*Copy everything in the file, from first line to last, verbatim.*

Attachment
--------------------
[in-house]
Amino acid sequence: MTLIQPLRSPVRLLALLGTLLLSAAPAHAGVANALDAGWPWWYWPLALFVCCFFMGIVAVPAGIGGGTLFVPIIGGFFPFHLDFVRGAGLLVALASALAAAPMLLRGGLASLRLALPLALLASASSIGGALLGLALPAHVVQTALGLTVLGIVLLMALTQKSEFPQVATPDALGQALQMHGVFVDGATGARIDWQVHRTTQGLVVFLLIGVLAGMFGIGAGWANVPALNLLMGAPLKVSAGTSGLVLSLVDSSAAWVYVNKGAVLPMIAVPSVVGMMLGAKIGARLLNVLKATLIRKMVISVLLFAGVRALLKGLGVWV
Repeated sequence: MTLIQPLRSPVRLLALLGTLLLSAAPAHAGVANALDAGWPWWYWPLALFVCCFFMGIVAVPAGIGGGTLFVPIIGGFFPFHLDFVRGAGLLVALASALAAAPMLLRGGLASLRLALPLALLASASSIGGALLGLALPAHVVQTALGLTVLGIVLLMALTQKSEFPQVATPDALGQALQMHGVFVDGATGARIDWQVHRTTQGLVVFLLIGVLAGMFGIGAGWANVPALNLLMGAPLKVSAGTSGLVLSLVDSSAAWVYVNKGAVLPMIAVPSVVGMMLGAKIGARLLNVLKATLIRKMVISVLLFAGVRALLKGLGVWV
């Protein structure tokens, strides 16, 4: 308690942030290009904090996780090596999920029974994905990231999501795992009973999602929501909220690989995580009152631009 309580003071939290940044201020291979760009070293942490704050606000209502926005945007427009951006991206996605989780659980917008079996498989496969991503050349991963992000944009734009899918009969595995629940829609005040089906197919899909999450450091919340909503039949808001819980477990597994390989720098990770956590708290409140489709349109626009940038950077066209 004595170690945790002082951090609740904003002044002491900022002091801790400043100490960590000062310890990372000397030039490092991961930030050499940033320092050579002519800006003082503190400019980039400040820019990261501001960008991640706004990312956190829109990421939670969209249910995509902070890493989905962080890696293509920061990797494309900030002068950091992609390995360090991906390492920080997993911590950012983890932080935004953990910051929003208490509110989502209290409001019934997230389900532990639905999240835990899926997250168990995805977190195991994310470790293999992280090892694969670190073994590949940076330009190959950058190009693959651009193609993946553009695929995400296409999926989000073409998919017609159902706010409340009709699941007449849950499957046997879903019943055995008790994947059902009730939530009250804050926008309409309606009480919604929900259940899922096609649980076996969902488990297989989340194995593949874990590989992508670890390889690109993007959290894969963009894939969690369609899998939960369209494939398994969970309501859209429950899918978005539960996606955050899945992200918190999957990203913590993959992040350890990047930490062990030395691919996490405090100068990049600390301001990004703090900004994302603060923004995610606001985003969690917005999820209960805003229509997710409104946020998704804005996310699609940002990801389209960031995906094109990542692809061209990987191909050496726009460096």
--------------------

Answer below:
[in-house]
Amino acid sequence: MTLIQPLRSPVRLLALLGTLLLSAAPAHAGVANALDAGWPWWYWPLALFVCCFFMGIVAVPAGIGGGTLFVPIIGGFFPFHLDFVRGAGLLVALASALAAAPMLLRGGLASLRLALPLALLASASSIGGALLGLALPAHVVQTALGLTVLGIVLLMALTQKSEFPQVATPDALGQALQMHGVFVDGATGARIDWQVHRTTQGLVVFLLIGVLAGMFGIGAGWANVPALNLLMGAPLKVSAGTSGLVLSLVDSSAAWVYVNKGAVLPMIAVPSVVGMMLGAKIGARLLNVLKATLIRKMVISVLLFAGVRALLKGLGVWV
Repeated sequence: MTLIQPLRSPVRLLALLGTLLLSAAPAHAGVANALDAGWPWWYWPLALFVCCFFMGIVAVPAGIGGGTLFVPIIGGFFPFHLDFVRGAGLLVALASALAAAPMLLRGGLASLRLALPLALLASASSIGGALLGLALPAHVVQTALGLTVLGIVLLMALTQKSEFPQVATPDALGQALQMHGVFVDGATGARIDWQVHRTTQGLVVFLLIGVLAGMFGIGAGWANVPALNLLMGAPLKVSAGTSGLVLSLVDSSAAWVYVNKGAVLPMIAVPSVVGMMLGAKIGARLLNVLKATLIRKMVISVLLFAGVRALLKGLGVWV
């Protein structure tokens, strides 16, 4: 308690942030290009904090996780090596999920029974994905990231999501795992009973999602929501909220690989995580009152631009 309580003071939290940044201020291979760009070293942490704050606000209502926005945007427009951006991206996605989780659980917008079996498989496969991503050349991963992000944009734009899918009969595995629940829609005040089906197919899909999450450091919340909503039949808001819980477990597994390989720098990770956590708290409140489709349109626009940038950077066209 004595170690945790002082951090609740904003002044002491900022002091801790400043100490960590000062310890990372000397030039490092991961930030050499940033320092050579002519800006003082503190400019980039400040820019990261501001960008991640706004990312956190829109990421939670969209249910995509902070890493989905962080890696293509920061990797494309900030002068950091992609390995360090991906390492920080997993911590950012983890932080935004953990910051929003208490509110989502209290409001019934997230389900532990639905999240835990899926997250168990995805977190195991994310470790293999992280090892694969670190073994590949940076330009190959950058190009693959651009193609993946553009695929995400296409999926989000073409998919017609159902706010409340009709699941007449849950499957046997879903019943055995008790994947059902009730939530009250804050926008309409309606009480919604929900259940899922096609649980076996969902488990297989989340194995593949874990590989992508670890390889690109993007959290894969963009894939969690369609899998939960369209494939398994969970309501859209429950899918978005539960996606955050899945992200918190999957990203913590993959992040350890990047930490062990030395691919996490405090100068990049600390301001990004703090900004994302603060923004995610606001985003969690917005999820209960805003229509997710409104946020998704804005996310699609940002990801389209960031995906094109990542692809061209990987191909050496726009460096």